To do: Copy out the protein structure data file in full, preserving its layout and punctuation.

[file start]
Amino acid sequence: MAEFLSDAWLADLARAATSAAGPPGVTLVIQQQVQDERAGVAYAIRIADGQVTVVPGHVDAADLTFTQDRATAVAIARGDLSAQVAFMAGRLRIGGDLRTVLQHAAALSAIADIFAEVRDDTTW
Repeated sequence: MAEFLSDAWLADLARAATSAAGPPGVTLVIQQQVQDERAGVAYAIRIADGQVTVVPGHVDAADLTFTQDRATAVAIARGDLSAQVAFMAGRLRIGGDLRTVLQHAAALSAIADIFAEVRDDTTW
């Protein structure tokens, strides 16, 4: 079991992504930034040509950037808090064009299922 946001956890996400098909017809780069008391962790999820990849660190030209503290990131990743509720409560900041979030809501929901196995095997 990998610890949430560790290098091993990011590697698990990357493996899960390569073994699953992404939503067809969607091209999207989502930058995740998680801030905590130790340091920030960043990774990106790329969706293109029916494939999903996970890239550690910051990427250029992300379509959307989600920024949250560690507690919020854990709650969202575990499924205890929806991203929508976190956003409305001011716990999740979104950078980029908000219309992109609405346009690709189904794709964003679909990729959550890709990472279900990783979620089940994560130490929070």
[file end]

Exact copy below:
Amino acid sequence: MAEFLSDAWLADLARAATSAAGPPGVTLVIQQQVQDERAGVAYAIRIADGQVTVVPGHVDAADLTFTQDRATAVAIARGDLSAQVAFMAGRLRIGGDLRTVLQHAAALSAIADIFAEVRDDTTW
Repeated sequence: MAEFLSDAWLADLARAATSAAGPPGVTLVIQQQVQDERAGVAYAIRIADGQVTVVPGHVDAADLTFTQDRATAVAIARGDLSAQVAFMAGRLRIGGDLRTVLQHAAALSAIADIFAEVRDDTTW
């Protein structure tokens, strides 16, 4: 079991992504930034040509950037808090064009299922 946001956890996400098909017809780069008391962790999820990849660190030209503290990131990743509720409560900041979030809501929901196995095997 990998610890949430560790290098091993990011590697698990990357493996899960390569073994699953992404939503067809969607091209999207989502930058995740998680801030905590130790340091920030960043990774990106790329969706293109029916494939999903996970890239550690910051990427250029992300379509959307989600920024949250560690507690919020854990709650969202575990499924205890929806991203929508976190956003409305001011716990999740979104950078980029908000219309992109609405346009690709189904794709964003679909990729959550890709990472279900990783979620089940994560130490929070």